120 your system keeps such libraries. This is the basic PCRE C library. If
121 your system has static and shared libraries, you may have to do this once
122 for each type.
123
124 (8) Similarly, compile pcreposix.c (remembering -DHAVE_CONFIG_H if necessary)
125 and link the result (on its own) as the pcreposix library.
126
127 (9) Compile the test program pcretest.c (again, don't forget -DHAVE_CONFIG_H).
128 This needs the functions in the pcre and pcreposix libraries when linking.
129 It also needs the pcre_printint.src source file, which it #includes.
130
131 (10) Run pcretest on the testinput files in the testdata directory, and check
132 that the output matches the corresponding testoutput files. Note that the
133 supplied files are in Unix format, with just LF characters as line
134 terminators. You may need to edit them to change this if your system uses
135 a different convention.
136
137 (11) If you want to use the pcregrep command, compile and link pcregrep.c; it
138 uses only the basic PCRE library (it does not need the pcreposix library).
139
140
141 THE C++ WRAPPER FUNCTIONS
142
143 The PCRE distribution also contains some C++ wrapper functions and tests,
144 contributed by Google Inc. On a system that can use "configure" and "make",
145 the functions are automatically built into a library called pcrecpp. It should
146 be straightforward to compile the .cc files manually on other systems. The
147 files called xxx_unittest.cc are test programs for each of the corresponding
148 xxx.cc files.
149
150
151 BUILDING FOR VIRTUAL PASCAL
152
153 A script for building PCRE using Borland's C++ compiler for use with VPASCAL
154 was contributed by Alexander Tokarev. Stefan Weber updated the script and added
155 additional files. The following files in the distribution are for building PCRE
156 for use with VP/Borland: makevp_c.txt, makevp_l.txt, makevp.bat, pcregexp.pas.
157
158
159 STACK SIZE IN WINDOWS ENVIRONMENTS
160
161 The default processor stack size of 1Mb in some Windows environments is too
162 small for matching patterns that need much recursion. In particular, test 2 may
163 fail because of this. Normally, running out of stack causes a crash, but there
164 have been cases where the test program has just died silently. See your linker
165 documentation for how to increase stack size if you experience problems. The
166 Linux default of 8Mb is a reasonable choice for the stack, though even that can
167 be too small for some pattern/subject combinations. There is more about stack
168 usage in the "pcrestack" documentation.
169
170
171 COMMENTS ABOUT WIN32 BUILDS
172
173 There are two ways of building PCRE using the "configure, make, make install"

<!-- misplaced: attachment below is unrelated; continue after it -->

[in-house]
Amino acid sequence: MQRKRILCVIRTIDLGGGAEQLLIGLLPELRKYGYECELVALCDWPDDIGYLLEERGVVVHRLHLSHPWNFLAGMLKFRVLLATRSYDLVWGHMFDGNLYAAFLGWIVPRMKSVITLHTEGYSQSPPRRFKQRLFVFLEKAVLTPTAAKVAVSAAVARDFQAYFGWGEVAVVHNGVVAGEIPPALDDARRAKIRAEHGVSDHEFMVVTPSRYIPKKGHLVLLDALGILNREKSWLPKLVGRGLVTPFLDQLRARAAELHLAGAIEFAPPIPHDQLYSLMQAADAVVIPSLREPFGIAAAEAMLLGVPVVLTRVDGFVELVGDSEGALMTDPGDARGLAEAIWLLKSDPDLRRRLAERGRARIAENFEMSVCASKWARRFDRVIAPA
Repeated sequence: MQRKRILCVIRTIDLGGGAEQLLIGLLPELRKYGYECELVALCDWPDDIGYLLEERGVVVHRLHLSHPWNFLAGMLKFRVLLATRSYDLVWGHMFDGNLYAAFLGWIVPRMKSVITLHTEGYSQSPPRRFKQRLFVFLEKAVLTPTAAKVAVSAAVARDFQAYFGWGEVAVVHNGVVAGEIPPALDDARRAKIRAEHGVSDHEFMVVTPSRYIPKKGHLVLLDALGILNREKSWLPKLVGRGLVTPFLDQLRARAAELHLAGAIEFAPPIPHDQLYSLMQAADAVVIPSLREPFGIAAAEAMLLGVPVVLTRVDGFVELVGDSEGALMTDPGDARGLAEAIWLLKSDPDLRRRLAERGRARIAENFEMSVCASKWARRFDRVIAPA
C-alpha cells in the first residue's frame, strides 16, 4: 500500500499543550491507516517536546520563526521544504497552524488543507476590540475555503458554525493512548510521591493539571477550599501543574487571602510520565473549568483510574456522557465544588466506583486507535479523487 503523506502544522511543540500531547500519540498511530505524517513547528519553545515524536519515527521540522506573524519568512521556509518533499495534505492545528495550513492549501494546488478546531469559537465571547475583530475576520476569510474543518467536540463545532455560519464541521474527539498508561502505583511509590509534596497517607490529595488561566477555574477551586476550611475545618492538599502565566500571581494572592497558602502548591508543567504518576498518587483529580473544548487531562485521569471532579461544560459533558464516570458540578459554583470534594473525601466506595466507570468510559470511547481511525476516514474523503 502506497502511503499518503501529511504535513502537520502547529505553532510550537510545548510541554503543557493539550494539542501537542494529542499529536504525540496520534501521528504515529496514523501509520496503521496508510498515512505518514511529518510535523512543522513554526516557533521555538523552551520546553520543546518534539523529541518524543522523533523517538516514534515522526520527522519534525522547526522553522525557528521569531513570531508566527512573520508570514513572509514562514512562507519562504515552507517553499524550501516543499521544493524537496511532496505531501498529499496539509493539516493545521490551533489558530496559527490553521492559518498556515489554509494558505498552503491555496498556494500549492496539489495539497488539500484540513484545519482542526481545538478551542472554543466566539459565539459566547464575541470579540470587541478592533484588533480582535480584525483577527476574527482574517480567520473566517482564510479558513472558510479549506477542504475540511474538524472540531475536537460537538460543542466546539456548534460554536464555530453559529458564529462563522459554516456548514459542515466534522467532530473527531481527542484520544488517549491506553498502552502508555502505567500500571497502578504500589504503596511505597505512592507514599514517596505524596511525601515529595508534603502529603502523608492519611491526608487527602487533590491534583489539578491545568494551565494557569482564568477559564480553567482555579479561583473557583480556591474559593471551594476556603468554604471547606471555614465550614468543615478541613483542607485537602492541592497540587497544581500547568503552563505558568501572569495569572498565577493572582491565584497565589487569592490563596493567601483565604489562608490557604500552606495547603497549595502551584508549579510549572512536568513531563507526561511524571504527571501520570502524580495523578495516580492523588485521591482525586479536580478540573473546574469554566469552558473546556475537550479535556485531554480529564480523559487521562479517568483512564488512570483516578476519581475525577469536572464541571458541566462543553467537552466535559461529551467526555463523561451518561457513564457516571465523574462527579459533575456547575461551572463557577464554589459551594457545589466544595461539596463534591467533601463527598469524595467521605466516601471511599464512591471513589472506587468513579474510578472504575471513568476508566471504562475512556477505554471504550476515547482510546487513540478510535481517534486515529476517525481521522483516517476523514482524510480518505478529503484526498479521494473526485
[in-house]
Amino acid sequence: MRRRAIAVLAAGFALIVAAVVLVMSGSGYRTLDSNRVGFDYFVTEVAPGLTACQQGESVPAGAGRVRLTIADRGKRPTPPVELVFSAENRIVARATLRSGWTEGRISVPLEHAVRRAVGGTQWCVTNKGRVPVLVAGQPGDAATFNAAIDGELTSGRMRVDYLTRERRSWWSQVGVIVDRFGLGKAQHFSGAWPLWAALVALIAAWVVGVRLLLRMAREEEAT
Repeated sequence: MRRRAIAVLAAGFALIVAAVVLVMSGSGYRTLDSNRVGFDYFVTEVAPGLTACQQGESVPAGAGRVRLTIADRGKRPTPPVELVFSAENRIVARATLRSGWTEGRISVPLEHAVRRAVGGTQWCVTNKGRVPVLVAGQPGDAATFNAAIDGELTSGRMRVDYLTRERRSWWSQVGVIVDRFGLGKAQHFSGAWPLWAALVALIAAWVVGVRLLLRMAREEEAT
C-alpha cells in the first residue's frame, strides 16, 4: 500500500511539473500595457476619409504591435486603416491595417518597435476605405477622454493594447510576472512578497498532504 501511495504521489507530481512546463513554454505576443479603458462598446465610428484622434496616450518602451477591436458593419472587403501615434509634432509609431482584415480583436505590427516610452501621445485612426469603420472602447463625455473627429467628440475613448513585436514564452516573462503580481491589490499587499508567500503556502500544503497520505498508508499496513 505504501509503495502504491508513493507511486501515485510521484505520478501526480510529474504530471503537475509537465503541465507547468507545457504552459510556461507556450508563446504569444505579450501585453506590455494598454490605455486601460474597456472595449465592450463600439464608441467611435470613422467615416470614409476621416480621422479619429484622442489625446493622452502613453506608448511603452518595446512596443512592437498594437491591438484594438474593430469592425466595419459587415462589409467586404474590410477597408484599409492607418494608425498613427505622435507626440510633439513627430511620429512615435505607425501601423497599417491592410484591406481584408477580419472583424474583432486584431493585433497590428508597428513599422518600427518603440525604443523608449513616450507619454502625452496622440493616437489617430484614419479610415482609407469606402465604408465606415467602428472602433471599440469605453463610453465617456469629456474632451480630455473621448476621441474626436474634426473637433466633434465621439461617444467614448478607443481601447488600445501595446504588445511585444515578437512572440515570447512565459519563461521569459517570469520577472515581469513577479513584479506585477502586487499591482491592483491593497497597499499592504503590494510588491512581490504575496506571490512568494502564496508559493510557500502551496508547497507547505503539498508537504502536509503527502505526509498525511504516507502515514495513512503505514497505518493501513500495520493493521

174 paradigm on Windows systems: using MinGW or using Cygwin. These are not at all
175 the same thing; they are completely different from each other. There is also
176 some experimental, undocumented support for building using "cmake", which you
177 might like to try if you are familiar with "cmake". However, at the present
178 time, the "cmake" process builds only a static library (not a dll), and the
179 tests are not automatically run.
180
181 The MinGW home page (http://www.mingw.org/) says this:
182
183 MinGW: A collection of freely available and freely distributable Windows
184 specific header files and import libraries combined with GNU toolsets that
185 allow one to produce native Windows programs that do not rely on any
186 3rd-party C runtime DLLs.
187
188 The Cygwin home page (http://www.cygwin.com/) says this:
189
190 Cygwin is a Linux-like environment for Windows. It consists of two parts:
191
192 . A DLL (cygwin1.dll) which acts as a Linux API emulation layer providing
193 substantial Linux API functionality
194
195 . A collection of tools which provide Linux look and feel.
196
197 The Cygwin DLL currently works with all recent, commercially released x86 32
198 bit and 64 bit versions of Windows, with the exception of Windows CE.
199
200 On both MinGW and Cygwin, PCRE should build correctly using:
201
202 ./configure && make && make install
203
204 This should create two libraries called libpcre and libpcreposix, and, if you
205 have enabled building the C++ wrapper, a third one called libpcrecpp. These are
206 independent libraries: when you like with libpcreposix or libpcrecpp you must
207 also link with libpcre, which contains the basic functions. (Some earlier
208 releases of PCRE included the basic libpcre functions in libpcreposix. This no
209 longer happens.)
210
211 If you want to statically link your program against a non-dll .a file, you must
212 define PCRE_STATIC before including pcre.h, otherwise the pcre_malloc() and
213 pcre_free() exported functions will be declared __declspec(dllimport), with
214 unwanted results.
215
216 Using Cygwin's compiler generates libraries and executables that depend on